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Peru: Arequipa

December 20, 2017

 

 

We stopped off in the beautiful little town of Arequipa before crossing the border into Bolivia. We only spent two nights here as sadly we didn't have enough time or cash to do the Colca Canyon, however if you do find yourself in this town we heard nothing but incredible things about the tour to Colca Canyon.

 

After yet another night bus to Arequipa, we rocked up at Wild Rover hostel at the ungodly hour of 4.30am. The hostel were really generous in letting us use their TV room to crash until we were able to check into our hostel room. 4 of us claimed it as our own - splayed out all of our belongings and made a den out of the bean bags and blankets that were available. After a few hours more kip (and a few visits from surprised travellers who tried to use the TV room for its actual purpose), we woke up feeling a lot more human.

 

Knowing we didn't have much time here, we decided to try to see as much of the city as possible on day one. We wandered through the main square, the Plaza de Armas, and for the first time felt a bit festive! There was a huge Christmas tree surrounded by lights and restaurants also decorated for the Christmas season. Still can't quite believe how fast December has come around, time really does fly when you're out here constantly meeting new people and making new memories every single day.

 

Our first culture stop in Arequipa was the Museo de Santuarios Andinos, a museum showcasing the frozen mummy of "Juanita," a young girl who was sacrificed by the Incas in the Andes in 1500s. The cost of entry was equivalent to £5, which was without the guided tour. We first watched a 20 minute video informing us about the Incas and who they were: the largest empire in pre-Columbian America. They created many architectural, artistic and agricultural achievements, and they were also amazing engineers, building many of the roads and bridges throughout the Andes that we use today. After learning a bit about the history, the museum takes you through a few small rooms which contain preserved artefacts from the Incan era, such as items of clothing, pottery, and even some silverware. The last room of the museum was the most shocking, sat in a glass box is the frozen mummy of 'Juanita', this young girl who was used as a sacrifice to the gods. During the Incan era, the people of the Andes want to give offerings to the gods who they believed lived in the mountains, earth and stars, and so this young girl was specifically chosen as an offering, and then discovered hundreds of years later by archaeologists. Although we found this fascinating, it was also pretty bizarre, and seemed extremely backwards considering it was only around 500 years ago!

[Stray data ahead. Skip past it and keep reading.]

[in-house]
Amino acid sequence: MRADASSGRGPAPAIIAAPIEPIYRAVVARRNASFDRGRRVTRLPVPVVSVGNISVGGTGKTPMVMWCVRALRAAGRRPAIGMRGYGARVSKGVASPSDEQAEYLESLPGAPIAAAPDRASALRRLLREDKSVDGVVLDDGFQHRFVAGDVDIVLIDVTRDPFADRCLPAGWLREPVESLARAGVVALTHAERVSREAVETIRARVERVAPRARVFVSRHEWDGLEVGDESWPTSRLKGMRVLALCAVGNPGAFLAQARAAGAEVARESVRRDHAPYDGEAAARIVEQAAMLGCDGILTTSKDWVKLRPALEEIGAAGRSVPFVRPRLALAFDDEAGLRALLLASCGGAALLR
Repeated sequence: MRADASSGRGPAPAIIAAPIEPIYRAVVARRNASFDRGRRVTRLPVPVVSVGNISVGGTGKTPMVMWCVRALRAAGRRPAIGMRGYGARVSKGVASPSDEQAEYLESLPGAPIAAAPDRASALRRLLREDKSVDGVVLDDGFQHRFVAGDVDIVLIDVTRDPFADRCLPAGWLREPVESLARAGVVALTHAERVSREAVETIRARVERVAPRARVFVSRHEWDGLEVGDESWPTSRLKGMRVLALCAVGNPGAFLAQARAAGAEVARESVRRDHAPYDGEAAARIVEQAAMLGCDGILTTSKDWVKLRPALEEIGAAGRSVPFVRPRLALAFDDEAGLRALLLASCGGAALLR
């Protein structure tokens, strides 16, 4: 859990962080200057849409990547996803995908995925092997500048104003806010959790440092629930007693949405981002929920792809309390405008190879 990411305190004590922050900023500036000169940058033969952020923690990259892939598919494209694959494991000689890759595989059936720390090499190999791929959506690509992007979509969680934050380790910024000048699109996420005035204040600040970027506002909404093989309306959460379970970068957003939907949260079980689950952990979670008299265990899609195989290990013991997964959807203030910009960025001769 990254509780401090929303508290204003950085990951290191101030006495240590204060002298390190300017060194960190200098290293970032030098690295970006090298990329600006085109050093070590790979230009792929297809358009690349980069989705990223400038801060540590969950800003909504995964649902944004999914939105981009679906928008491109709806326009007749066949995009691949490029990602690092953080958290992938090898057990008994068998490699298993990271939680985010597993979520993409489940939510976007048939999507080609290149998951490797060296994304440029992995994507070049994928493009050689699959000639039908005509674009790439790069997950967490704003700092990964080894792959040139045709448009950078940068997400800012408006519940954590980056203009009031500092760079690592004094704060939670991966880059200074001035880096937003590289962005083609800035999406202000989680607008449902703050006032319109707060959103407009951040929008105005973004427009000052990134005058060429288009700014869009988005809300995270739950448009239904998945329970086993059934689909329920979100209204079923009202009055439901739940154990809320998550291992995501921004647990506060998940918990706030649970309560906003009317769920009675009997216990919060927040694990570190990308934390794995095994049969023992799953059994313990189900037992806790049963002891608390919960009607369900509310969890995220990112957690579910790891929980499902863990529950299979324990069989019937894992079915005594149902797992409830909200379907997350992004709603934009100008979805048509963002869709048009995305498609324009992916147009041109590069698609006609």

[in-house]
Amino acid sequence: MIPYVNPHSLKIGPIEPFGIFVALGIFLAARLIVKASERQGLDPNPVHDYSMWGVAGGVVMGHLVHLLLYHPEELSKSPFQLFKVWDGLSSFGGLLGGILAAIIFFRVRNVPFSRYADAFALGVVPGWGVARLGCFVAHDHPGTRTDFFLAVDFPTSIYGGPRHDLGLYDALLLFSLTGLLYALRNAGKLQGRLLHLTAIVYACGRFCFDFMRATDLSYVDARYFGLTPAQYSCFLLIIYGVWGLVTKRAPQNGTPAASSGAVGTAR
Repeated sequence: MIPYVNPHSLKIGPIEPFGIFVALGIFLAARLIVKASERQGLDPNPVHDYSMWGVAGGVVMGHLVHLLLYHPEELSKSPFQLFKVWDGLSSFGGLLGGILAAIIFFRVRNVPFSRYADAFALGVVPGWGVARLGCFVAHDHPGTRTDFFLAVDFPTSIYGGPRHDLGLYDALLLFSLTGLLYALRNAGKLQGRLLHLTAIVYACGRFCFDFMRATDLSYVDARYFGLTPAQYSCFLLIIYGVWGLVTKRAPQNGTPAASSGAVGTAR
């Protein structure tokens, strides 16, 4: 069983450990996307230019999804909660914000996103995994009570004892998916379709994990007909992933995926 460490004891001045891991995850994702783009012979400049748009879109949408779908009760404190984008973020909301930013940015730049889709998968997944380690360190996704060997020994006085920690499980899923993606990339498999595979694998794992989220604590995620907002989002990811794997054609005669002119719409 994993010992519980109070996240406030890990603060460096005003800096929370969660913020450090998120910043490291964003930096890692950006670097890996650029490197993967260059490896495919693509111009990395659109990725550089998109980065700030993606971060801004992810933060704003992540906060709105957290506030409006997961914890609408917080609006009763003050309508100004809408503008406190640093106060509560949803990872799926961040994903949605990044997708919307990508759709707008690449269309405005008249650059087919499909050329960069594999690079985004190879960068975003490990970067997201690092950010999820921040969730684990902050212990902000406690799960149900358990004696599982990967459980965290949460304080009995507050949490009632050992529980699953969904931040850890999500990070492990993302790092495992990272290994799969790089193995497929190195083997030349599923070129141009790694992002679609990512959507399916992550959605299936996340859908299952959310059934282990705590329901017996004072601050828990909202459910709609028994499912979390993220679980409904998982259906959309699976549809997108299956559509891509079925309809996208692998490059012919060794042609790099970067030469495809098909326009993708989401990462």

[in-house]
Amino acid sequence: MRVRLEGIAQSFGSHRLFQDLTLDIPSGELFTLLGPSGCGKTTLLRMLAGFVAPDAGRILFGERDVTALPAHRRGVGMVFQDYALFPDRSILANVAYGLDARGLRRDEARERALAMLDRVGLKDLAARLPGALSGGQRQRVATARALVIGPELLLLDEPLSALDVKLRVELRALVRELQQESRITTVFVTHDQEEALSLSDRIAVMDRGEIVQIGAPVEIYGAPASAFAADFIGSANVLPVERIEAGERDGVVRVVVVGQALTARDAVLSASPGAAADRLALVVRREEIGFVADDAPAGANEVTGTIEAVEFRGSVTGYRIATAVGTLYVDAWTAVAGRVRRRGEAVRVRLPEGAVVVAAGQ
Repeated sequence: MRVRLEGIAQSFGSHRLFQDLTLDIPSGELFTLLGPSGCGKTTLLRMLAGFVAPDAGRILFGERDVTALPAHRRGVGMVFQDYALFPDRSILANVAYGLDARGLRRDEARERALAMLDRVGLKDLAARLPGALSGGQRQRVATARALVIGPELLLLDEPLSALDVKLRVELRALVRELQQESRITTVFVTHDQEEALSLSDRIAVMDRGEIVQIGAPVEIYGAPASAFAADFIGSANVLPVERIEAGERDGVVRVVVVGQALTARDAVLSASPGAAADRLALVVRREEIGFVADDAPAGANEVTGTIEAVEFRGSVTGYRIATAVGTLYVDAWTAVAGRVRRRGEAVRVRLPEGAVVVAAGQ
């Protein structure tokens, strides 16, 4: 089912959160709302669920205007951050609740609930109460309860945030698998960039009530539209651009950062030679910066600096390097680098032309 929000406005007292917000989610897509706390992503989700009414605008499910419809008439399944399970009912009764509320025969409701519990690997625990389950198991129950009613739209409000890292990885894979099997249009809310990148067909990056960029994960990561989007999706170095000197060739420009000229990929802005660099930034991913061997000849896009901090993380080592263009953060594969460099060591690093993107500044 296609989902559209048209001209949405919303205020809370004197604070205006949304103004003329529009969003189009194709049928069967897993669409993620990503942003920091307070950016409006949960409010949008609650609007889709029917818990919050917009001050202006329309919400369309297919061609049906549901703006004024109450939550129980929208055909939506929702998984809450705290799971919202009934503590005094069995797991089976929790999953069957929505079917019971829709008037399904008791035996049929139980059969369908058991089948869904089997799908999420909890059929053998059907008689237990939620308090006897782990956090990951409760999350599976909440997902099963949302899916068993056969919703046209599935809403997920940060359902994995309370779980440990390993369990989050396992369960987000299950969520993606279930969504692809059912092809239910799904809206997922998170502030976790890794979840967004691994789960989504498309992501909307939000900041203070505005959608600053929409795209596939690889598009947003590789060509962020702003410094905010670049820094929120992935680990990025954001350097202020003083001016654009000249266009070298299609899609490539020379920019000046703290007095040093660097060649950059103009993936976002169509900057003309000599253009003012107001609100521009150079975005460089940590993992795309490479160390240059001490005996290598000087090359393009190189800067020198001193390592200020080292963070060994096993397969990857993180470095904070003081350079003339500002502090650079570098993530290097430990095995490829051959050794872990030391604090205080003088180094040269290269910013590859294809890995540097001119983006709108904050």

We left the museum feeling half shocked half fascinated by what we had just seen, and so decided to head to the local market for some food. El Mercado de San Camilo was incredible... Similar to San Pedro in Cusco it was like all the senses hitting you at once! We sat and tried fresh ceviche, tried the local dish of chincharrón de chincho at a stand called 'Yolas' (which was absolutely delicious, much like roast pork with crackling.) We got lost in there for a couple of hours, mesmerised by all the colours, mad souvenirs, strange smells, and delicious food and dessert stands. 100% a must go if in Arequipa, it also felt a lot more clean than most South American markets we had previously visited.

 

With only two days in this special little town, we only ate out twice. The first night we had a real curry craving, so hit up a restaurant called India Indian Cuisine. The curry was beautiful and so fresh, and absolutely hit the spot. However the one place where we are so thankful that we found, is a little Italian restaurant called Pasta Canteen. It seems like a place you could easily walk by, however if you're in the area DEFINITELY DO NOT! As you sit down, you can see the chefs making the fresh pasta from scratch, and what's more the price is next to nothing. Probably one of our favourite finds so far! 

 

After Arequipa we started to plan the journey across the border. We did this by getting a cheap local bus to Puno, a town on the Peruvian side, and from there using the company Peru Hop. Peru Hop offer a package deal which costs around $45USD, which includes a bus from Puno to Copacabana, the town from which you see Lake Titicaca. The lake is incredible, it’s one of South America’s largest lakes, and it’s a great way to spend a day. However the town is small and not a lot to do, so spending a night would be unnecessary! The Peru Hop tour allowed us 4 hours to check out the town, and then we got back on the bus at 6pm in Copacabana, to arrive in La Paz for 10pm. This was a great, cost effective way to see the Lake whilst also getting us to La Paz in good time!

 

 

 

 

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